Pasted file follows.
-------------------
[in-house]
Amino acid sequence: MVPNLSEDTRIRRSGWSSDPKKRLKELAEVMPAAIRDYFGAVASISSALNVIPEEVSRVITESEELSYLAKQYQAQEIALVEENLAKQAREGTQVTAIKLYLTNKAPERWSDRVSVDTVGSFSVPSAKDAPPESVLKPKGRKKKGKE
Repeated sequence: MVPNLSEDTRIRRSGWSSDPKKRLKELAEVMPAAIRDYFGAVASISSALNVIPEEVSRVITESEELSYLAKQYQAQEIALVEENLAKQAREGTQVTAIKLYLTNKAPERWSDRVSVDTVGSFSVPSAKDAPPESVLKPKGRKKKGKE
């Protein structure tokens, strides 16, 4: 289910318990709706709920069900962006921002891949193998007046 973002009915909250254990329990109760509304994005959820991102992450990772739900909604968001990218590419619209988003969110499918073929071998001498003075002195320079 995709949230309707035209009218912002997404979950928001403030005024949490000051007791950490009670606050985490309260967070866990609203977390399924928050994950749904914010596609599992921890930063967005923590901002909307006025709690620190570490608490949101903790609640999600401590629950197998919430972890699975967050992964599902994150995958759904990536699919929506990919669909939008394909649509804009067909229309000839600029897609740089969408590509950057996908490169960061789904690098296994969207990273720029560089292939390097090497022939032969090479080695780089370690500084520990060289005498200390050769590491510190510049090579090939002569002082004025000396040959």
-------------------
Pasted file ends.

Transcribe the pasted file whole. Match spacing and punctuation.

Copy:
[in-house]
Amino acid sequence: MVPNLSEDTRIRRSGWSSDPKKRLKELAEVMPAAIRDYFGAVASISSALNVIPEEVSRVITESEELSYLAKQYQAQEIALVEENLAKQAREGTQVTAIKLYLTNKAPERWSDRVSVDTVGSFSVPSAKDAPPESVLKPKGRKKKGKE
Repeated sequence: MVPNLSEDTRIRRSGWSSDPKKRLKELAEVMPAAIRDYFGAVASISSALNVIPEEVSRVITESEELSYLAKQYQAQEIALVEENLAKQAREGTQVTAIKLYLTNKAPERWSDRVSVDTVGSFSVPSAKDAPPESVLKPKGRKKKGKE
């Protein structure tokens, strides 16, 4: 289910318990709706709920069900962006921002891949193998007046 973002009915909250254990329990109760509304994005959820991102992450990772739900909604968001990218590419619209988003969110499918073929071998001498003075002195320079 995709949230309707035209009218912002997404979950928001403030005024949490000051007791950490009670606050985490309260967070866990609203977390399924928050994950749904914010596609599992921890930063967005923590901002909307006025709690620190570490608490949101903790609640999600401590629950197998919430972890699975967050992964599902994150995958759904990536699919929506990919669909939008394909649509804009067909229309000839600029897609740089969408590509950057996908490169960061789904690098296994969207990273720029560089292939390097090497022939032969090479080695780089370690500084520990060289005498200390050769590491510190510049090579090939002569002082004025000396040959």